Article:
Samuel Priest ('09) Named Young Alumni Award Winner
He grew up just down the street from Bowman Field in Louisville and would often ride his bicycle to the airport to watch the planes come and go. Across town, his father worked with UPS World Port at what is now Muhammad Ali International Airport and would often take his son into the cockpit of the big cargo planes.
Samuel Priest, ’09, was born to work in the aviation industry. And, thanks to an aviation administration degree from EKU, he’s living his dream as acting operations manager at King County International Airport-Boeing Field in Seattle.
When Mr. Priest enrolled in Eastern’s aviation program, it was much smaller, without the national prestige it enjoys today. “This provided me the opportunity to create new things for the program and help shape the program the way I wanted even long after I left,” he said.
He remembers “many great professors,” especially the engaging style and personal touch of marketing professor Mr. Chip Heath; how aviation professor Mr. Dave Henemeir asked tough questions to break him out of his “timid shell”; and aviation professor Mr. James Adamson, for helping him see everyday connections to aviation. “He went as far as comparing a Thanksgiving turkey to aviation because turkeys can fly, and most people travel over the Thanksgiving holiday using aviation to eat turkeys that once flew. Now, I try to connect the dots to anything to see if it really does ultimately relate to aviation. Surprisingly enough, most things do connect to aviation, which makes me happy because a lot of my job is making sure aviation is safe for everyone.”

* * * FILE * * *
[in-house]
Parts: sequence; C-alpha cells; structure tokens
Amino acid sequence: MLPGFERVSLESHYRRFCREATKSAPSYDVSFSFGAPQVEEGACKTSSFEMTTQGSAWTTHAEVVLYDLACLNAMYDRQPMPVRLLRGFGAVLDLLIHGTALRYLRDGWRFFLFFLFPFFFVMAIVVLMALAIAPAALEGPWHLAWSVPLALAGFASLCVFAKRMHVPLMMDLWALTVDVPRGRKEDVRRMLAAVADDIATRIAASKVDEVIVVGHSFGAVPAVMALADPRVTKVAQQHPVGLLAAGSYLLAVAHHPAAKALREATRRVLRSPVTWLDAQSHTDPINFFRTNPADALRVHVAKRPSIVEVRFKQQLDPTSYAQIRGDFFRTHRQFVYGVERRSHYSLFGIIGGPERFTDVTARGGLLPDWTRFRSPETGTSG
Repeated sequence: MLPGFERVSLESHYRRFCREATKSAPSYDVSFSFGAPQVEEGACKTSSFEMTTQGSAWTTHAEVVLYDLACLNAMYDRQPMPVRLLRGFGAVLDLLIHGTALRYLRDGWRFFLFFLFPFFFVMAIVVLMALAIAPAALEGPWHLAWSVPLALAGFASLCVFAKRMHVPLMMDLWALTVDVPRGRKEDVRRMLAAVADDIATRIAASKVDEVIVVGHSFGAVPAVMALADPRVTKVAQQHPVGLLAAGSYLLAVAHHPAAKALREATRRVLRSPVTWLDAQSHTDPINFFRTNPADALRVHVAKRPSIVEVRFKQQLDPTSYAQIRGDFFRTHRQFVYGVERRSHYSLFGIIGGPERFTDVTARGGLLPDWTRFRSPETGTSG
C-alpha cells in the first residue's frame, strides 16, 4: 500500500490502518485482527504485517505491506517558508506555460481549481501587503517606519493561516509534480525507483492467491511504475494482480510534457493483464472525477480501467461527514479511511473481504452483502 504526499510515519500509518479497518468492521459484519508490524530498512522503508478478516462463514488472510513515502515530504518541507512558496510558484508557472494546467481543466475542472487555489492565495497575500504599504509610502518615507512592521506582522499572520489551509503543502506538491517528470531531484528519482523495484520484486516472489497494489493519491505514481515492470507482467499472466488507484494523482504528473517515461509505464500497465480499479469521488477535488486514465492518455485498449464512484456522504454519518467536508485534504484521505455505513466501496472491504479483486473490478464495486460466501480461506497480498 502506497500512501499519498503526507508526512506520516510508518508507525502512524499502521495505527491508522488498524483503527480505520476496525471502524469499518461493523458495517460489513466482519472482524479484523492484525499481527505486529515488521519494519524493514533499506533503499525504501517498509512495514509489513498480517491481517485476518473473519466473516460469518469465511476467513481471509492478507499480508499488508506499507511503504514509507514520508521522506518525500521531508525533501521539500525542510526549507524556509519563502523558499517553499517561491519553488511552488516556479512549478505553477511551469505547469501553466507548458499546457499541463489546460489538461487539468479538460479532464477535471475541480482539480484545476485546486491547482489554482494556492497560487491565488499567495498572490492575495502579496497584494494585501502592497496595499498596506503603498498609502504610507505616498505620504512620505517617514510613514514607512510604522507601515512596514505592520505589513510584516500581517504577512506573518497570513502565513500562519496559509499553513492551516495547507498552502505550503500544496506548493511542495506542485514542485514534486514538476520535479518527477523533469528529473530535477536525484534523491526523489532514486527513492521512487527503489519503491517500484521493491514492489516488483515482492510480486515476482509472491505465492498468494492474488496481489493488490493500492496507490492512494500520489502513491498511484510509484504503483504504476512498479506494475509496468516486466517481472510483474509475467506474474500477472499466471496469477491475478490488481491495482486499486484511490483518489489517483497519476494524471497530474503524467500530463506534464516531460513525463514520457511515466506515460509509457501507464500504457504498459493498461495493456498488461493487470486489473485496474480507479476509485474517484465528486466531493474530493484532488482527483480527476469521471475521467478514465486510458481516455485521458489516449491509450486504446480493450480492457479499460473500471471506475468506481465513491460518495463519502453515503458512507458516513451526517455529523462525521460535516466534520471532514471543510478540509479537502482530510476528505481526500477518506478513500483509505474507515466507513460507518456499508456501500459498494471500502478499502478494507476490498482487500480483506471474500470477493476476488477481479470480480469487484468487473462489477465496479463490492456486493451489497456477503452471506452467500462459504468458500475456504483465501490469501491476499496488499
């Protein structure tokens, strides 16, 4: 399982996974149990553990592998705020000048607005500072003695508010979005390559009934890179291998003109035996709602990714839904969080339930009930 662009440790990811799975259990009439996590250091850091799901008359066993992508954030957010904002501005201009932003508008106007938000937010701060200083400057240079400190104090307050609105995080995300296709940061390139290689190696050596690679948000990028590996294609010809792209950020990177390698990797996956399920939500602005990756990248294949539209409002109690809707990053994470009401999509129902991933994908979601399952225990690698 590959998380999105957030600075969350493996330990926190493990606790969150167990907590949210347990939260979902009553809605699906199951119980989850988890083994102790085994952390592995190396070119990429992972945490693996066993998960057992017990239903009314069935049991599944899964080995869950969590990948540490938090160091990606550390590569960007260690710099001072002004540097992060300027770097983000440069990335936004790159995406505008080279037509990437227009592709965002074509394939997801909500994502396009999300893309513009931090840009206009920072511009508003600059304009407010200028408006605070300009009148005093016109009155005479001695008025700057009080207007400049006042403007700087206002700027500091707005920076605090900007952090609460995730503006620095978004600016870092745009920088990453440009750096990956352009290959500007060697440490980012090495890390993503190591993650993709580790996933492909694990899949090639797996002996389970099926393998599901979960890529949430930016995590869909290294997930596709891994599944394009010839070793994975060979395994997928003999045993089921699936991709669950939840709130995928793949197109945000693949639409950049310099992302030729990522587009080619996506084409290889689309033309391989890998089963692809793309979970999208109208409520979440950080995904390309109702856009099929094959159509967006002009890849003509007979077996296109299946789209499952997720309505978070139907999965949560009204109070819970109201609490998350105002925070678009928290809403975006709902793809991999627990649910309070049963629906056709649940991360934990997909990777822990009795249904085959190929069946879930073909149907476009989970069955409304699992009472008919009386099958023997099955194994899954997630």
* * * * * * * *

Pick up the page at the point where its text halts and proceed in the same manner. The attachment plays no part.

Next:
Mr. Priest, who went on to earn a master’s degree in aeronautical science from Embry-Riddle Aeronautical University, his pilot’s license and full accreditation from the American Association of Airport Executives, joined Atlanta’s Hartsfield-Jackson International Airport as an aviation operations representative in 2012, eventually serving as airfield construction manager. At Hartsfield-Jackson, he oversaw a pavement rehabilitation project for the longest runway of the world’s busiest airport.
“Working in airport operations is a profession where you need to know a little bit about everything, as it is the central nerve center of the airport, and the environment is always changing,” Mr. Priest said. “What’s rewarding is that my decisions and oversight provide a safe airfield and environment that is unknown to your average pilot and passenger, but I indirectly affect the masses.”
Published on October 21, 2022